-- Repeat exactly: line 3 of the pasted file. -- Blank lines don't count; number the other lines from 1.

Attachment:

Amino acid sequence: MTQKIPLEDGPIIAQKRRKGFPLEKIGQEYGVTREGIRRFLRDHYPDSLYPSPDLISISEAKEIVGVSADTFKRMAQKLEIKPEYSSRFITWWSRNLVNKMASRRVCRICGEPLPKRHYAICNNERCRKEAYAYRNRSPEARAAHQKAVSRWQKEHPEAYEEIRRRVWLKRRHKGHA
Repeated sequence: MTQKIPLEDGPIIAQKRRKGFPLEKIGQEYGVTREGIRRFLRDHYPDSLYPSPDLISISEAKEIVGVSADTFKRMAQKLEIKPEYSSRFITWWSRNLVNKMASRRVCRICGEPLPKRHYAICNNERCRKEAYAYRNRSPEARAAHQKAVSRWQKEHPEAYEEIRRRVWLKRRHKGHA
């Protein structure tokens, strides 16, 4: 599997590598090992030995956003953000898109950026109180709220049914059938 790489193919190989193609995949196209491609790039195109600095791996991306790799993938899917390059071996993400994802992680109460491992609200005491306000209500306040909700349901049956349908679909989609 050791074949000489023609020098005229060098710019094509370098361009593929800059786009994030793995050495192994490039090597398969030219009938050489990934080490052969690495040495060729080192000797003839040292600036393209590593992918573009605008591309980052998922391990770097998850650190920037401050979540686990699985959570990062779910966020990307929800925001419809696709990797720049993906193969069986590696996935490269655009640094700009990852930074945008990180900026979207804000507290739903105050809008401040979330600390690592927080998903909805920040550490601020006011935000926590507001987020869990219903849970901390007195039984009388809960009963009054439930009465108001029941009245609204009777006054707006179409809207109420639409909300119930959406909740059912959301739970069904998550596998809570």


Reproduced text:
């Protein structure tokens, strides 16, 4: 599997590598090992030995956003953000898109950026109180709220049914059938 790489193919190989193609995949196209491609790039195109600095791996991306790799993938899917390059071996993400994802992680109460491992609200005491306000209500306040909700349901049956349908679909989609 050791074949000489023609020098005229060098710019094509370098361009593929800059786009994030793995050495192994490039090597398969030219009938050489990934080490052969690495040495060729080192000797003839040292600036393209590593992918573009605008591309980052998922391990770097998850650190920037401050979540686990699985959570990062779910966020990307929800925001419809696709990797720049993906193969069986590696996935490269655009640094700009990852930074945008990180900026979207804000507290739903105050809008401040979330600390690592927080998903909805920040550490601020006011935000926590507001987020869990219903849970901390007195039984009388809960009963009054439930009465108001029941009245609204009777006054707006179409809207109420639409909300119930959406909740059912959301739970069904998550596998809570």